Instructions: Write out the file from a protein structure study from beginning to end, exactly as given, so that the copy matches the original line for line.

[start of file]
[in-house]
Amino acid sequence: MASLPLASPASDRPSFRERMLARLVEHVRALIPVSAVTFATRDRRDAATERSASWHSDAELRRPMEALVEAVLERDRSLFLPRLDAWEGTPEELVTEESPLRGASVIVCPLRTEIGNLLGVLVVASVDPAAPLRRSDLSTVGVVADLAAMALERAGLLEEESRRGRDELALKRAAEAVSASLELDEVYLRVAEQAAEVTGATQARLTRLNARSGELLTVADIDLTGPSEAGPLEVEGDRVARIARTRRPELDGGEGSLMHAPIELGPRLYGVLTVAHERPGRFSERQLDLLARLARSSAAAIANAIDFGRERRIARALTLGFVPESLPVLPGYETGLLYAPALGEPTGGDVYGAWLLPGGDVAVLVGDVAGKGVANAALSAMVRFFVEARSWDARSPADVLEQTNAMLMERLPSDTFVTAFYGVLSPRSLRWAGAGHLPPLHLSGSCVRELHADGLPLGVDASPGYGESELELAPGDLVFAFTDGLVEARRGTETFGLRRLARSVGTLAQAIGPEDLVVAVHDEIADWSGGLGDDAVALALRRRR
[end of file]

[in-house]
Amino acid sequence: MASLPLASPASDRPSFRERMLARLVEHVRALIPVSAVTFATRDRRDAATERSASWHSDAELRRPMEALVEAVLERDRSLFLPRLDAWEGTPEELVTEESPLRGASVIVCPLRTEIGNLLGVLVVASVDPAAPLRRSDLSTVGVVADLAAMALERAGLLEEESRRGRDELALKRAAEAVSASLELDEVYLRVAEQAAEVTGATQARLTRLNARSGELLTVADIDLTGPSEAGPLEVEGDRVARIARTRRPELDGGEGSLMHAPIELGPRLYGVLTVAHERPGRFSERQLDLLARLARSSAAAIANAIDFGRERRIARALTLGFVPESLPVLPGYETGLLYAPALGEPTGGDVYGAWLLPGGDVAVLVGDVAGKGVANAALSAMVRFFVEARSWDARSPADVLEQTNAMLMERLPSDTFVTAFYGVLSPRSLRWAGAGHLPPLHLSGSCVRELHADGLPLGVDASPGYGESELELAPGDLVFAFTDGLVEARRGTETFGLRRLARSVGTLAQAIGPEDLVVAVHDEIADWSGGLGDDAVALALRRRR